Last night we had a wonderful time at the Lion King musical performance in Johannesburg. The children from the orphanage enjoyed the brilliant costumes, dancing and exciting music. The play included several Afrikaans languages—but was mostly spoken in English. The inclusion of many languages made it very appealing to many as there are eleven official languages in South Africa. Since the authentic environment of The Lion King is in Africa, it certainly added a unique appeal for us as most of us had already viewed it on video or on Broadway in the United States.
Today, Thursday, the whole school had sports day. Neighboring schools traveled to Edendale to challenge the students in soccer for the boys and netball for the girls (similar to basketball in the U.S.). The sports began at 10 am and lasted throughout the day. It was very enjoyable to watch the students and observe them in a different setting—rather than only in the classroom. The Edendale students played very well and won many of their matches. Young boys from Edendale even challenged a small team of Skidmore students to a short soccer game. The Skidmore students won despite the tough competitions brought to us by the talented boys of Edendale.. The students here play soccer whenever they have the opportunity and therefore pose quite a challenge.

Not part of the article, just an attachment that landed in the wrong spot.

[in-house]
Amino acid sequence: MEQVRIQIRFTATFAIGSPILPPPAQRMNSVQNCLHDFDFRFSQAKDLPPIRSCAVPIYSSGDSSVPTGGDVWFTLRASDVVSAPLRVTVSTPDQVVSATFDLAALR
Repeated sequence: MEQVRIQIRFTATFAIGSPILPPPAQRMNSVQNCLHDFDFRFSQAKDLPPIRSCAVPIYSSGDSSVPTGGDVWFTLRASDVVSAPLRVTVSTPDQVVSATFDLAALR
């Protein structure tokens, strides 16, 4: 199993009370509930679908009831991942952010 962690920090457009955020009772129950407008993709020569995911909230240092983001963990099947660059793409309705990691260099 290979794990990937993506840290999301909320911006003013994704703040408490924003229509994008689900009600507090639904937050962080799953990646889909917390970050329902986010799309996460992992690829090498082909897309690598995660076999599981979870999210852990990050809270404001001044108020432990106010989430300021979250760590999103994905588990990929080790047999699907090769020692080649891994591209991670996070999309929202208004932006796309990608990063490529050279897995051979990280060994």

We all are very worn out after our late night at the play and sports all day, but are looking forward to our trip to Swadini and Kruger National Park to begin tomorrow morning.
At the end of the day, a teleconference between Edendale students and students in Saratoga Springs at Lake Avenue Elementary School, Caroline Street School and Greenfield Elementary School took place at the University of Pretoria.
May 30, 2007
We awoke this morning ready for another day of school. After a scrumptious and fiberous breakfast, we caught our school bus and headed on over to Edendale. Although it is often chilly in the early hours and at night, our days have been filled with nothing but sunshine. Our school day began with an inspiring assembly and we spent the day completing our curriculum in our individual classrooms. Many of us also conducted interviews with the Edendale staff to investigate post-aparteid progress. We are all getting very sad to leave our great new friends at Edendale. In preparation of our departure, we have planned to perform the song “Sweet Edendale” to the tune of our very own “Sweet Caroline.”
Our afternoon began at the Edendale High School down the road. The students performed a wonderful and unique interpretation of Joseph and the Amazing Technicolor Dreamcoat. We then hopped on the bus and began our journey to Lesedi. Lesedi is interpreted as the “place of light”. We arrived to a lovely array of woven baskets, beaded jewelry, and other South African shopping goodies. We saw the traditional villages, dances, art, and war practices of the Zulu, Pedi, Xhosa (pronounced with a click), Bashoto, and Ndebele people. We were given a tour of each tribe’s village followed by a theatrical re-enactment of the different cultural aspects of their lifestyles. We also got a taste of the tribal cuisine which included some delectable crocodile, ostrich, and some delicious fruit salad for dessert. It was truly a cultural experience to remember.